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Poker News | Gambling and the Law

D’Amato Proposes iPoker Revenue in Tough Economic Times

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Saying that the economy is experiencing tough times might be the grandest of understatements. Most analysts say the United States is in a recession, and the rest of them insist we have moved into a depression. But regardless of the terminology, the economy is in a dire state, and while the government, led by the new Obama administration, is attempting to bail out every sector of society that is drowning in debt and nearing utter failure, there is little revenue for that same government in the short term. That is where online poker enters the picture.

Online poker produces billions of dollars
in revenue. In fact, the CBS show 60 Minutes  asserted that it is an $18 billion industry. If the U.S. government would reassess its view of poker and recognize its increasingly-proven status as a game of skill, it would see that the regulation of the industry would not only allow oversight of it, but it could be a source of much-needed revenue.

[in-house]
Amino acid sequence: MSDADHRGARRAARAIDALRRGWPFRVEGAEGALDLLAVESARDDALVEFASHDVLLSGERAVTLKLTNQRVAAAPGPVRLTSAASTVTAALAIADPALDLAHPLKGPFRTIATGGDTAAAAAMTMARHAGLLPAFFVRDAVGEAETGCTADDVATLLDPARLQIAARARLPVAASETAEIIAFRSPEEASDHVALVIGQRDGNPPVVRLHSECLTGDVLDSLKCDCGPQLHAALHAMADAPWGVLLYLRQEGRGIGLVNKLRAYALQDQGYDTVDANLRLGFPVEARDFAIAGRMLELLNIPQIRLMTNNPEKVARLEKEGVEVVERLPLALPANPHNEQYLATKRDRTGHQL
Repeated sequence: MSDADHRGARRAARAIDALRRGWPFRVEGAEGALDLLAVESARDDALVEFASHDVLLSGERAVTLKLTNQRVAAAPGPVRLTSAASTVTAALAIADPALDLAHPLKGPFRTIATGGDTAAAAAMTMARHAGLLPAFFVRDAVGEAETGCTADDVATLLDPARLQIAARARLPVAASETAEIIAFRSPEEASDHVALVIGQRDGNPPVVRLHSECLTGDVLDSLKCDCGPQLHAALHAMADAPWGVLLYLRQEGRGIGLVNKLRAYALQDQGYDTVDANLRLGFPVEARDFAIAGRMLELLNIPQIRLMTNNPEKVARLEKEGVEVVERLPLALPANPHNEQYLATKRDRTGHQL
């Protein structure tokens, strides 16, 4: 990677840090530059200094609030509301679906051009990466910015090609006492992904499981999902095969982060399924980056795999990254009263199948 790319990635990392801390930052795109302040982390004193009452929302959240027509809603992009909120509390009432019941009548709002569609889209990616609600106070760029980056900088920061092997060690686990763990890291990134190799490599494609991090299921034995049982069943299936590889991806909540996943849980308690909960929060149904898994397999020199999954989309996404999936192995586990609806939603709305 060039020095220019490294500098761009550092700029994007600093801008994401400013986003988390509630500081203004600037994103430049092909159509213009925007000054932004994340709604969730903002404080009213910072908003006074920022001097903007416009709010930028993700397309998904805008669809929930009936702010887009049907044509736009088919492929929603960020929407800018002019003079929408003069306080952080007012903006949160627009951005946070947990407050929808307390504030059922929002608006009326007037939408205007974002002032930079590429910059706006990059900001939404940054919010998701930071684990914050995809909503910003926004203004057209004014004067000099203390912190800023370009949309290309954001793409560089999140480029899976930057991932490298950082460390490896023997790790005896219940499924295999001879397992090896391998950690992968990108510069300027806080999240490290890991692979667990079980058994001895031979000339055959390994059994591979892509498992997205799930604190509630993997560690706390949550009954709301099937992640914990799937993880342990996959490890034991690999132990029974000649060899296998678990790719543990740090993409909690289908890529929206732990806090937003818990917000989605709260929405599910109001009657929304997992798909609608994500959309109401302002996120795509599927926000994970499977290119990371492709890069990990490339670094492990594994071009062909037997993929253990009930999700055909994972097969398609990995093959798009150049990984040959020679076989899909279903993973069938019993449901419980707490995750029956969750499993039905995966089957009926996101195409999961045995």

No one is more familiar with this proposal than the Poker Players Alliance, a membership organization that serves as a lobbying group on Capitol Hill on behalf of the poker industry. Though the PPA has been more visible of late in the courtrooms of Kentucky, its presence in Washington, D.C. is simply more understated. Chairman and former New York Senator Alfonse D’Amato has been working his connections on Capitol Hill and the offices of members of the House of Representatives and Senate. As one of the most outspoken advocates of the legalization and regulation of online poker, D’Amato recently put his passion into print.

The article was published in the January 27th edition of Roll Call, the primary political publication geared toward governmental figures in the Washington, D.C. area. It is read by members of Congress, residents of the White House, and everyone from aides to assistants on Capitol Hill, and D’Amato chose to make his statement there for all to see. The piece was titled “The New Deal: Regulate and Tax iPoker” and read as follows:

As the Obama administration and the new Congress evaluate their policy priorities, they cannot ignore the significant challenge to fund these programs given our nation’s financial situation. Our new leaders have been dealt a struggling economy, and even President Barack Obama can agree that tax increases to pay for his agenda won’t reveal the winning hand, politically or practically. A possible solution, however, is not out of reach. Our new president needs only to look at his favored form of skillful avocation: poker.